On the Picket Line

Solidarity builds for locked-out Quebec aluminum workers

By John Steele
and Paul Landry
April 9, 2018

BÉCANCOUR, Quebec — “We will fight for our rights. Through the struggle we have the opportunity to meet other workers and solidify the fight,” Danny Pilotte, a foundry worker, one of over 1,000 locked-out ABI Bécancour aluminum workers, told Communist League members on the picket line here March 4. The plant is the second largest aluminum smelter in the country, a major export industry here.

The workers, members of United Steelworkers Local 9700, have been locked out since Jan. 11. Alcoa and Rio Tinto bosses, the joint owners of the plant, are demanding concessions in pension coverage, seniority and other conditions. The company seeks to sharpen divisions between younger and more experienced workers by disregarding seniority in making job assignments.

Government officials in Quebec have been pressing the bosses and workers to reach an agreement and restore full production. But the company announced March 8 they have taken their final contract offer — voted down overwhelmingly by the workers on the eve of the lockout — off the table.

“The plant needs fundamental changes to succeed long-term,” plant director Nicole Coutu claimed. Coutu accused the union of using pressure tactics during the negotiations, causing “major deterioration of operational conditions” in the plant. She called on union officials to work with the company to increase productivity and competitiveness.

Company owners felt extra pressure from Washington’s threats of punitive tariffs against aluminum imports from Canada. The Donald Trump administration then exempted Canadian exporters from the tariffs for now. Some 80 percent of Canada’s aluminum production is exported to the U.S.

ABI bosses got a compliant judge to limit the number of pickets to 15 at a time and to restrict the ability of the workers to talk to truck drivers and others going into the plant.

The union has reached out to other workers and is winning broad solidarity. The Confederation of National Trade Unions (CSN) in Baie-Comeau recently donated $30,000. Others making contributions include Unifor, the largest private sector union in Canada; the Central of Democratic Unions (CSD); and other USW locals. The 400 Micro Bird bus factory workers in Drummondville are donating $1,000 a week.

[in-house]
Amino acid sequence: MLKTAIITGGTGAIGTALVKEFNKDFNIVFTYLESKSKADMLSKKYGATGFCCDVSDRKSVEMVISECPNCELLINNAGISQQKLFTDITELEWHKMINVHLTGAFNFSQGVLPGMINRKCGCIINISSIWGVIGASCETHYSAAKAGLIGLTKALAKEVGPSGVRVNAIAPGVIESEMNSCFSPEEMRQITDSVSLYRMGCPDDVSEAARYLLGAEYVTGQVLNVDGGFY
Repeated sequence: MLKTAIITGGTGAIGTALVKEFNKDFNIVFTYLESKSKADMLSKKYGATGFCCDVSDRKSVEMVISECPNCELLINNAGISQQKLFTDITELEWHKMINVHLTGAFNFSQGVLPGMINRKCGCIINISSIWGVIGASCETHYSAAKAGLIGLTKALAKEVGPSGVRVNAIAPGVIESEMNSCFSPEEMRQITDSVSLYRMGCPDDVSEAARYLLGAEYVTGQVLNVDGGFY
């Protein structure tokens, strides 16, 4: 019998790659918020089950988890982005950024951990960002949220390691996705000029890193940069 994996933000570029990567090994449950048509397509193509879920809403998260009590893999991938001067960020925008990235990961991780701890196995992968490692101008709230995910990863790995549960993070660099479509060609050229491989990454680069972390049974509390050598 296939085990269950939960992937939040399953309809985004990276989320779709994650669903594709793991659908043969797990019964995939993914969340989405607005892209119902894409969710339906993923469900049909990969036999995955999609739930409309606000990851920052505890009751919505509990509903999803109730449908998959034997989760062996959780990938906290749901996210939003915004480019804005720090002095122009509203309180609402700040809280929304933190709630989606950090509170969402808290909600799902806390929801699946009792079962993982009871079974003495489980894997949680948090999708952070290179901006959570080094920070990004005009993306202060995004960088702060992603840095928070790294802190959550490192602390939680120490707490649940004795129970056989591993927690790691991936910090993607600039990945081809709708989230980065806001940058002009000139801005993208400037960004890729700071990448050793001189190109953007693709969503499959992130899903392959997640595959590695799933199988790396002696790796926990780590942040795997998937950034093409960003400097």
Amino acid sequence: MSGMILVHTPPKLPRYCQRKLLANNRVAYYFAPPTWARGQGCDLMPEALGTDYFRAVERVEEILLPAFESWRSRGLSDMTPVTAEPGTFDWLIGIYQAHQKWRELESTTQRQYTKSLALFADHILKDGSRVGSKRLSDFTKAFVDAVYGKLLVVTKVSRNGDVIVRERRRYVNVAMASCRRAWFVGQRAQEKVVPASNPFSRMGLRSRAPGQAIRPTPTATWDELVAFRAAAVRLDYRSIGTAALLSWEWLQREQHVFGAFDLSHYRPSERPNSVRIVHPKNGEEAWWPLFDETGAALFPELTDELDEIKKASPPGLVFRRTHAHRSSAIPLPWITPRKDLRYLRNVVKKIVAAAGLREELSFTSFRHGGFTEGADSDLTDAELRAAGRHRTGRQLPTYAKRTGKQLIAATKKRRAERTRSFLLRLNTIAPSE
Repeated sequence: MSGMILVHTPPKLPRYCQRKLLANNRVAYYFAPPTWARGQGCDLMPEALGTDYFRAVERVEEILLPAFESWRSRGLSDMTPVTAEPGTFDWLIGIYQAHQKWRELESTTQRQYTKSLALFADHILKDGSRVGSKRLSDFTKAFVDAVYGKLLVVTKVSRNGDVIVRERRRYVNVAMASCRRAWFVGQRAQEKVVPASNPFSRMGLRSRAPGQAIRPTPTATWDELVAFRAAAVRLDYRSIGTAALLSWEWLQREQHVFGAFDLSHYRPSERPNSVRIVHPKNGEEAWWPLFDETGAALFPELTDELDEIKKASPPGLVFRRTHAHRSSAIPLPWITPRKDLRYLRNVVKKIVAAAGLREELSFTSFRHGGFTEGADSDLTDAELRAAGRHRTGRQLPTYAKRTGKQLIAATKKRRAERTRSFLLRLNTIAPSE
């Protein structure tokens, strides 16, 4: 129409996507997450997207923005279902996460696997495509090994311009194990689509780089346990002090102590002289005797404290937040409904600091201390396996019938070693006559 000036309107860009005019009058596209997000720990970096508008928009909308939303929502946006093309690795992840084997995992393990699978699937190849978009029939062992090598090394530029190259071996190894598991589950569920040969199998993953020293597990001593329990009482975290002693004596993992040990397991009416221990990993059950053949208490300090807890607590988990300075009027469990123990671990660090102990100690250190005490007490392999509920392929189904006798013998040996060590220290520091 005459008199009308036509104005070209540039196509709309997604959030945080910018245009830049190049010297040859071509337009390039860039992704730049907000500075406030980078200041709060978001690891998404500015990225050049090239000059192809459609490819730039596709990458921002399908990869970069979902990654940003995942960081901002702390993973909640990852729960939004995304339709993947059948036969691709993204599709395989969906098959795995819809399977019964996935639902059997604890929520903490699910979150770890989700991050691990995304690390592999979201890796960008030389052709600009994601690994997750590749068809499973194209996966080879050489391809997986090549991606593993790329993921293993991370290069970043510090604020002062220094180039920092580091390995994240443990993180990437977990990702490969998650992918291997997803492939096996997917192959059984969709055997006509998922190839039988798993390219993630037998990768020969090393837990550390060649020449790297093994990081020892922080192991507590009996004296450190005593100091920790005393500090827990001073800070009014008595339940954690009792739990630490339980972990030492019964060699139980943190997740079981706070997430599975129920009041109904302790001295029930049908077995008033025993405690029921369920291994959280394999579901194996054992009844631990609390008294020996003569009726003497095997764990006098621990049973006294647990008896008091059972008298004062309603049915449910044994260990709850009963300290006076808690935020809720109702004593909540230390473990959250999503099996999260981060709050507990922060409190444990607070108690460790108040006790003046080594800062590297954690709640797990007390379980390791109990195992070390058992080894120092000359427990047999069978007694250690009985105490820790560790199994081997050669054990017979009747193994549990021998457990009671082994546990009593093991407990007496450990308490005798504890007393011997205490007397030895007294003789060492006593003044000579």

“ABI management personnel are running one of three production lines,” Local 9700 President Clément Masse told the Militant. “The stoppage of two production lines costs ABI around $100 million.”

Many workers think the lockout is also aimed at pressuring Quebec for lower electric rates for the company. The smelter owners already have an advantage over their U.S. competitors because of relatively cheaper electricity prices from abundant hydropower here. ABI bosses want to do even better.

“The question of electricity rates probably justifies this lockout for them,” Masse said.

The lockout is having an impact on Quebec. The primary aluminum industry in Canada employs 10,000 workers. In 2017, Canada’s 10 smelters — nine in Quebec and one in British Columbia — produced 3.2 million tons of aluminum. Since January, the Bécancour lockout has reduced Canada-wide aluminum monthly output by 10 percent.

This is the second shutdown at ABI since the plant opened in 1986. A several monthslong strike in 2004 centered on defense of seniority, job classifications, control of the pension plan and opposition to contracting out work.

‘‘Bosses try to lower conditions of all workers,” said Steve Montambault, a laboratory technician at the plant. “In 2004 we said no to contracting out. The more experienced workers backed us when we all went out then. We will do the same in this lockout. We want to defend the younger workers so they will get the same conditions we’ve won.”